At the very sight of them her heart raced with fear, and it did not calm again until the ships were reduced to harmless blurs upon the horizon. Yes, it was safer to wait until nightfall.

   As darkness subdued even the memory of the sun, she grabbed up a large basket and drew aside the ragged piece of cloth hanging across the cottage door. She liked to think of her habitat as a cottage, although in truth she knew it only merited to be

called a hut. Woven of sticks and branches, it listed in the direction of the prevailing winds.

   She had lived in a real house once. A home of timbered halls carved from towering oaks. Woven tapestries warmed the walls, but those who dwelled within had been wrapped in cold cruelty.

   Thank the Lord those days were over. She was safe now. Was it worth the price of living like a peasant, with threadbare clothes and no well-tended hearth? She had to believe it was so.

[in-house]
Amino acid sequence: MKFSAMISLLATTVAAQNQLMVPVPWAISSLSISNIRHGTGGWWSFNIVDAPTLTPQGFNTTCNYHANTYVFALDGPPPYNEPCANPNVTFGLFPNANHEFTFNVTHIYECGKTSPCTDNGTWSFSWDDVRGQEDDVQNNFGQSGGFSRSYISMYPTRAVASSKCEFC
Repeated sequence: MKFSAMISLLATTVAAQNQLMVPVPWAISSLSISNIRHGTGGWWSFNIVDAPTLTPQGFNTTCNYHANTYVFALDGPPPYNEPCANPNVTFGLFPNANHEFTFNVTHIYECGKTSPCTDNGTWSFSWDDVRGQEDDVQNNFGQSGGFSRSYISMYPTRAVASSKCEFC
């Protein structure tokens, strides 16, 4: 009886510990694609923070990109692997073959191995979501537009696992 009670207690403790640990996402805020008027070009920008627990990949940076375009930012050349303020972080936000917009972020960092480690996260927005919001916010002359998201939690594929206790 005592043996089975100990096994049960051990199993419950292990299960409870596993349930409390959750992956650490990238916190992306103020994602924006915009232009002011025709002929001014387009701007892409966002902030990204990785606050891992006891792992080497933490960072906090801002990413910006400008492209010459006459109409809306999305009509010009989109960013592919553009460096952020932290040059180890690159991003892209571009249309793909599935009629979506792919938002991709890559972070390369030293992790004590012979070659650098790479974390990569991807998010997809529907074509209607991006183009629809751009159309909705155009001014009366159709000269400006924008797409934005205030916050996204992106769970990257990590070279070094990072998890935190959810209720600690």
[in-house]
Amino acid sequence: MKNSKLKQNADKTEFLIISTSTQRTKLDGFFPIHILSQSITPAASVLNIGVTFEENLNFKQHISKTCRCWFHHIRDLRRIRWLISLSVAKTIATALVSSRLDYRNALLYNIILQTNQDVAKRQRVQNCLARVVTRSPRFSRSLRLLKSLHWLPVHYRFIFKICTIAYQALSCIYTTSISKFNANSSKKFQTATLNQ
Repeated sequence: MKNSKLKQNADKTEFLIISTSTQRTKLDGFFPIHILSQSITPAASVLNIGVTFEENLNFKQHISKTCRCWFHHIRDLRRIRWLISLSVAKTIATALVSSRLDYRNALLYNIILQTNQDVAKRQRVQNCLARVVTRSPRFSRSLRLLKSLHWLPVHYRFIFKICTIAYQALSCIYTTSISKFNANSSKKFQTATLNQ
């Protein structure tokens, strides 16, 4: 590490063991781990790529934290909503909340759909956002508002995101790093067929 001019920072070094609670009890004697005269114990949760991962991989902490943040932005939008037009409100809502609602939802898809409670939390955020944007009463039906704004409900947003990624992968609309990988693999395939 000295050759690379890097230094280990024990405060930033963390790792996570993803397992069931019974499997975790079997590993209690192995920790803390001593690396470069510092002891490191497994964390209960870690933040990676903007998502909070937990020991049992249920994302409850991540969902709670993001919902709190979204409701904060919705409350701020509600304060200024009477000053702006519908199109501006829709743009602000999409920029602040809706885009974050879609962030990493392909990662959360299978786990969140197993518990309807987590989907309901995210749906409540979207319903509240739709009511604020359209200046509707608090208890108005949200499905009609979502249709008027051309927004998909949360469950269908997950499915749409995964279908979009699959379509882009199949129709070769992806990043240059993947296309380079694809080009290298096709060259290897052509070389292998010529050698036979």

Turning her back on her thoughts and the hut, she stepped through the doorway. The sand, still warm from the day’s heat, comforted her bare feet, and threading her way between the huge boulders, she glanced at the troubled night sky. The stars refused to shine, and high-riding clouds obliterated the full moon. There would be no helpful illumination to guide her to the nets along the shore.

No matter, she knew the way by heart, and the use of a torch might attract more than moths in her direction.